Rex has taken delivery of a sixth 737 as it continues to rapidly expand its capital city network.
The 17-year-old 737-8FE, VH-RYU msn 33794, left Jakarta on 20 April at 10:12am and landed in Brisbane at 8:30pm. The next day it flew onwards to Rex’s base at Sydney, as flight ZL9915.
Rex also confirmed it was still planning to take delivery of two more aircraft in July and could grow its fleet beyond eight by the end of 2021.
“We have almost daily requests from major cities all over Australia for Rex’s services and we will work with all airports that are prepared to establish a good partnership with us,” Rex deputy chairman John Sharp said.
“We welcome expression of interests from all major cities as we are determined to bring our unique premium reliable services at affordable fares to the four corners of Australia delivered with our trademark country hospitality.”
Rex’s fleet of 737s now includes VH-REX, VH-PAG, VH-RQC, VH-RQG, VH-RQP and VH-RYU.
The business signed off on a $150 million investment in November last year to allow it to expand its operations to fly major domestic routes.
It also acquired a “High Capacity Air Operator’s Certificate” from CASA, which allows it to fly 737s and any aircraft with more than 38 seats or weighing more than 4,200 kilograms. Its fleet of 60 Saab 340s carry slightly fewer passengers.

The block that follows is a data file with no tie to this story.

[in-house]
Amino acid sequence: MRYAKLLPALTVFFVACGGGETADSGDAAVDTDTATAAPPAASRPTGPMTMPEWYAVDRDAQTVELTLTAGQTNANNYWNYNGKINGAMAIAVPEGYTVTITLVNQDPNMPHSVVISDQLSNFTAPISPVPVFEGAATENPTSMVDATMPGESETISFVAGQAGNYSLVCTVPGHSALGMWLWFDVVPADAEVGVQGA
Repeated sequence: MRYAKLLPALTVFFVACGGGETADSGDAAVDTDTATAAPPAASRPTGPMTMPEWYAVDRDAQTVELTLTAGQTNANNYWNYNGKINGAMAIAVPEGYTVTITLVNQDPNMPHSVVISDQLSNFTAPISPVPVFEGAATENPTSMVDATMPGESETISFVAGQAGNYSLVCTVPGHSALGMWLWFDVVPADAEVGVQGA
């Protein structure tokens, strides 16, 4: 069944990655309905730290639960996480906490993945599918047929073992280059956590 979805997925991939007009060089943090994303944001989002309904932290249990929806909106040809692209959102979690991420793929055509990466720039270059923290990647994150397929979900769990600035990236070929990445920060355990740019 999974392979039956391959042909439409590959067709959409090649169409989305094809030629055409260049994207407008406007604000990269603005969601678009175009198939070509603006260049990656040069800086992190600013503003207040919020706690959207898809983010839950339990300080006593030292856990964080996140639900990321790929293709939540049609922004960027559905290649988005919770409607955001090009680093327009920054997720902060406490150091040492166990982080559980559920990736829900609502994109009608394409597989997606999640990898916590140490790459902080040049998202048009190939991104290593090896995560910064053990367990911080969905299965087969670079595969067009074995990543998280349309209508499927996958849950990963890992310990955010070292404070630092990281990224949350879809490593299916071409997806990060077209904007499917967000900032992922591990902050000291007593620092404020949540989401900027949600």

In November, Australian Aviation photographer Lenn Bayliss photographed Rex’s first 737 shortly after it had its old Virgin livery removed at Wellcamp and before the regional airline took delivery of it in Sydney on 5 November.
Earlier this week, Australian Aviation reported how Rex’s Sharp launched a withering attack on Qantas’ finances, branding the airline “technically insolvent”.
Sharp also suggested in the newspaper column that chief executive Alan Joyce was a hypocrite for going “cap in hand” to the federal government for help.
“Qantas is now so desperate that it is willing to risk universal ridicule just to get its hands on more cash at any cost,” he wrote.
The two businesses have for months been involved in a tit-for-tat argument over launching new services, which started with Rex accusing the flag carrier of using “predatory” tactics to compete with it on previously exclusive routes. Qantas responded by arguing that its smaller rival was throwing a “tantrum”.